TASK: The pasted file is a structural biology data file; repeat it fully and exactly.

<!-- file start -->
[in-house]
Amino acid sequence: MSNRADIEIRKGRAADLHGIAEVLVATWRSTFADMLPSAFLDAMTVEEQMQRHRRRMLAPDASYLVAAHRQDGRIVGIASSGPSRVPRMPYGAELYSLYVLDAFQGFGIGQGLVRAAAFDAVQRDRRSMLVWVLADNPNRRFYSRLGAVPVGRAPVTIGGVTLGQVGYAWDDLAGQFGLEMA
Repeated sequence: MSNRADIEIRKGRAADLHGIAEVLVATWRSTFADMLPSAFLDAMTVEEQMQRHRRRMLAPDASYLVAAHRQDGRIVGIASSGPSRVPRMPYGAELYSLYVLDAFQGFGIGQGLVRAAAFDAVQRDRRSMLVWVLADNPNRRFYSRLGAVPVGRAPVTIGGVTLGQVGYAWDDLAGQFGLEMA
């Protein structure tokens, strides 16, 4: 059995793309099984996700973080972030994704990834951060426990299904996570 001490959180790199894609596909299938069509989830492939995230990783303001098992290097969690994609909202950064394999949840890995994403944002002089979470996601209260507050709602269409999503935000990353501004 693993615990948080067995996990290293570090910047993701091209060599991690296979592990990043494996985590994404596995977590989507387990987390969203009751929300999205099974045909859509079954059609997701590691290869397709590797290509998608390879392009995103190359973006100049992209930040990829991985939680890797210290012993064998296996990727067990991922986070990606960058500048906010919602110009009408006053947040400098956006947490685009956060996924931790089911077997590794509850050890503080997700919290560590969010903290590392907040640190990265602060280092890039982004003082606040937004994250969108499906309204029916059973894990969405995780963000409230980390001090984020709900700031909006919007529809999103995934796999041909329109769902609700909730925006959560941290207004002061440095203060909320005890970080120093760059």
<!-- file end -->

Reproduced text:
[in-house]
Amino acid sequence: MSNRADIEIRKGRAADLHGIAEVLVATWRSTFADMLPSAFLDAMTVEEQMQRHRRRMLAPDASYLVAAHRQDGRIVGIASSGPSRVPRMPYGAELYSLYVLDAFQGFGIGQGLVRAAAFDAVQRDRRSMLVWVLADNPNRRFYSRLGAVPVGRAPVTIGGVTLGQVGYAWDDLAGQFGLEMA
Repeated sequence: MSNRADIEIRKGRAADLHGIAEVLVATWRSTFADMLPSAFLDAMTVEEQMQRHRRRMLAPDASYLVAAHRQDGRIVGIASSGPSRVPRMPYGAELYSLYVLDAFQGFGIGQGLVRAAAFDAVQRDRRSMLVWVLADNPNRRFYSRLGAVPVGRAPVTIGGVTLGQVGYAWDDLAGQFGLEMA
């Protein structure tokens, strides 16, 4: 059995793309099984996700973080972030994704990834951060426990299904996570 001490959180790199894609596909299938069509989830492939995230990783303001098992290097969690994609909202950064394999949840890995994403944002002089979470996601209260507050709602269409999503935000990353501004 693993615990948080067995996990290293570090910047993701091209060599991690296979592990990043494996985590994404596995977590989507387990987390969203009751929300999205099974045909859509079954059609997701590691290869397709590797290509998608390879392009995103190359973006100049992209930040990829991985939680890797210290012993064998296996990727067990991922986070990606960058500048906010919602110009009408006053947040400098956006947490685009956060996924931790089911077997590794509850050890503080997700919290560590969010903290590392907040640190990265602060280092890039982004003082606040937004994250969108499906309204029916059973894990969405995780963000409230980390001090984020709900700031909006919007529809999103995934796999041909329109769902609700909730925006959560941290207004002061440095203060909320005890970080120093760059």